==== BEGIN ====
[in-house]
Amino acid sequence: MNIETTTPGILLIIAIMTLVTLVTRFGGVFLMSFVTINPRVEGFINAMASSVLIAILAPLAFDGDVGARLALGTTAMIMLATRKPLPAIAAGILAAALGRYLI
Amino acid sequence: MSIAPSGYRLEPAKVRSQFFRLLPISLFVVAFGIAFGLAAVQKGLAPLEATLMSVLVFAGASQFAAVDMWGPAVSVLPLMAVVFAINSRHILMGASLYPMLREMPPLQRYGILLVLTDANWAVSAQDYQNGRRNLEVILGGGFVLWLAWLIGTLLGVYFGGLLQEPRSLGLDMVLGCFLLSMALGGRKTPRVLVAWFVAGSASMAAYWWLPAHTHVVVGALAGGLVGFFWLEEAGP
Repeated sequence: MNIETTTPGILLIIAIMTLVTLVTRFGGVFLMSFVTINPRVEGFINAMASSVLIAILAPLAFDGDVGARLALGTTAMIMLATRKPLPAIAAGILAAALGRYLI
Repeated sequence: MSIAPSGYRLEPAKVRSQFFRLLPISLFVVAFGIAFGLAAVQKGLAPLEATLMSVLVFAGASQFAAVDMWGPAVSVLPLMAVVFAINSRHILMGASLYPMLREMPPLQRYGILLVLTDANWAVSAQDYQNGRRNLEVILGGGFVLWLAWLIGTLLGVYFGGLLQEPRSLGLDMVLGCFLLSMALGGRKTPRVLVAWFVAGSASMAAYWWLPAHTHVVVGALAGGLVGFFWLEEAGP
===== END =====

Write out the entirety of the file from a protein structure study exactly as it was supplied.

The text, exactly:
[in-house]
Amino acid sequence: MNIETTTPGILLIIAIMTLVTLVTRFGGVFLMSFVTINPRVEGFINAMASSVLIAILAPLAFDGDVGARLALGTTAMIMLATRKPLPAIAAGILAAALGRYLI
Amino acid sequence: MSIAPSGYRLEPAKVRSQFFRLLPISLFVVAFGIAFGLAAVQKGLAPLEATLMSVLVFAGASQFAAVDMWGPAVSVLPLMAVVFAINSRHILMGASLYPMLREMPPLQRYGILLVLTDANWAVSAQDYQNGRRNLEVILGGGFVLWLAWLIGTLLGVYFGGLLQEPRSLGLDMVLGCFLLSMALGGRKTPRVLVAWFVAGSASMAAYWWLPAHTHVVVGALAGGLVGFFWLEEAGP
Repeated sequence: MNIETTTPGILLIIAIMTLVTLVTRFGGVFLMSFVTINPRVEGFINAMASSVLIAILAPLAFDGDVGARLALGTTAMIMLATRKPLPAIAAGILAAALGRYLI
Repeated sequence: MSIAPSGYRLEPAKVRSQFFRLLPISLFVVAFGIAFGLAAVQKGLAPLEATLMSVLVFAGASQFAAVDMWGPAVSVLPLMAVVFAINSRHILMGASLYPMLREMPPLQRYGILLVLTDANWAVSAQDYQNGRRNLEVILGGGFVLWLAWLIGTLLGVYFGGLLQEPRSLGLDMVLGCFLLSMALGGRKTPRVLVAWFVAGSASMAAYWWLPAHTHVVVGALAGGLVGFFWLEEAGP